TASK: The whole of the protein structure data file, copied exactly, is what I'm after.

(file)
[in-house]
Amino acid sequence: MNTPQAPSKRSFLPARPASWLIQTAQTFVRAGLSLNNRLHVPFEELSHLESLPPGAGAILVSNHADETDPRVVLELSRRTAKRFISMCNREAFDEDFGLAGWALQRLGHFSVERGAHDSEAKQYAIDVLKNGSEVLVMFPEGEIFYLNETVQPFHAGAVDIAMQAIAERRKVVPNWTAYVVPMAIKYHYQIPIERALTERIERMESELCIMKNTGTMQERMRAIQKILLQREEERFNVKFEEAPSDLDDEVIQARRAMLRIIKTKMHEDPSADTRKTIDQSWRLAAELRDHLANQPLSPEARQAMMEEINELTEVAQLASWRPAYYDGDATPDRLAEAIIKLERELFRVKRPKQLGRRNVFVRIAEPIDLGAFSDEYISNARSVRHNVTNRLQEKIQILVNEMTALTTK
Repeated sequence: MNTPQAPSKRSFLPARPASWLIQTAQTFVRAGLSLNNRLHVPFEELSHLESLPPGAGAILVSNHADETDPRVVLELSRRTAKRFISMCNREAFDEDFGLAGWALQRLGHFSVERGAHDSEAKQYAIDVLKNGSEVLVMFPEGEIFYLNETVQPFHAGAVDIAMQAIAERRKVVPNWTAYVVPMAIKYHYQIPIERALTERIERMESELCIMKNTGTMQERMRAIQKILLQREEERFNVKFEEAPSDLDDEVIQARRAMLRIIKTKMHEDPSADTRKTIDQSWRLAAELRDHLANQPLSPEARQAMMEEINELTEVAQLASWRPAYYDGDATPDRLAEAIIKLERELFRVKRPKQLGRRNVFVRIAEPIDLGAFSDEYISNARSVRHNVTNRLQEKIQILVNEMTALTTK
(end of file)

[in-house]
Amino acid sequence: MNTPQAPSKRSFLPARPASWLIQTAQTFVRAGLSLNNRLHVPFEELSHLESLPPGAGAILVSNHADETDPRVVLELSRRTAKRFISMCNREAFDEDFGLAGWALQRLGHFSVERGAHDSEAKQYAIDVLKNGSEVLVMFPEGEIFYLNETVQPFHAGAVDIAMQAIAERRKVVPNWTAYVVPMAIKYHYQIPIERALTERIERMESELCIMKNTGTMQERMRAIQKILLQREEERFNVKFEEAPSDLDDEVIQARRAMLRIIKTKMHEDPSADTRKTIDQSWRLAAELRDHLANQPLSPEARQAMMEEINELTEVAQLASWRPAYYDGDATPDRLAEAIIKLERELFRVKRPKQLGRRNVFVRIAEPIDLGAFSDEYISNARSVRHNVTNRLQEKIQILVNEMTALTTK
Repeated sequence: MNTPQAPSKRSFLPARPASWLIQTAQTFVRAGLSLNNRLHVPFEELSHLESLPPGAGAILVSNHADETDPRVVLELSRRTAKRFISMCNREAFDEDFGLAGWALQRLGHFSVERGAHDSEAKQYAIDVLKNGSEVLVMFPEGEIFYLNETVQPFHAGAVDIAMQAIAERRKVVPNWTAYVVPMAIKYHYQIPIERALTERIERMESELCIMKNTGTMQERMRAIQKILLQREEERFNVKFEEAPSDLDDEVIQARRAMLRIIKTKMHEDPSADTRKTIDQSWRLAAELRDHLANQPLSPEARQAMMEEINELTEVAQLASWRPAYYDGDATPDRLAEAIIKLERELFRVKRPKQLGRRNVFVRIAEPIDLGAFSDEYISNARSVRHNVTNRLQEKIQILVNEMTALTTK